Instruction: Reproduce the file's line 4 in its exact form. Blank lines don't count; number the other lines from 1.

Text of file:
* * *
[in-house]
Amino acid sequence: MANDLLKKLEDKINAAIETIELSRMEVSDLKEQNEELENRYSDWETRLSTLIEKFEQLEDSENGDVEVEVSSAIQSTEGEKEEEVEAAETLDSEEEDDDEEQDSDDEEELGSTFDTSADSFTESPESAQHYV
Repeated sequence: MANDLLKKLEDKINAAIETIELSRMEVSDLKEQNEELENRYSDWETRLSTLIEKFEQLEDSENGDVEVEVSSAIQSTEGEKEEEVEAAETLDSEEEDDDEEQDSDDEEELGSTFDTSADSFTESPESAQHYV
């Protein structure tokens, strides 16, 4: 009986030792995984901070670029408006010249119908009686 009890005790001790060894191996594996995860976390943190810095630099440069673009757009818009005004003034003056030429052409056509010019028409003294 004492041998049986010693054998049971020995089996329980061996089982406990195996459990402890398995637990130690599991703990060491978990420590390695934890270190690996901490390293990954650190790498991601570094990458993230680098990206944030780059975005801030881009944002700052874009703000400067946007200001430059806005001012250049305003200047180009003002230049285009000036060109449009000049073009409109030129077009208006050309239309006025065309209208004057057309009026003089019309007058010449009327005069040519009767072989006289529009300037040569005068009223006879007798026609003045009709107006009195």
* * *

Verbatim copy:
């Protein structure tokens, strides 16, 4: 009986030792995984901070670029408006010249119908009686 009890005790001790060894191996594996995860976390943190810095630099440069673009757009818009005004003034003056030429052409056509010019028409003294 004492041998049986010693054998049971020995089996329980061996089982406990195996459990402890398995637990130690599991703990060491978990420590390695934890270190690996901490390293990954650190790498991601570094990458993230680098990206944030780059975005801030881009944002700052874009703000400067946007200001430059806005001012250049305003200047180009003002230049285009000036060109449009000049073009409109030129077009208006050309239309006025065309209208004057057309009026003089019309007058010449009327005069040519009767072989006289529009300037040569005068009223006879007798026609003045009709107006009195």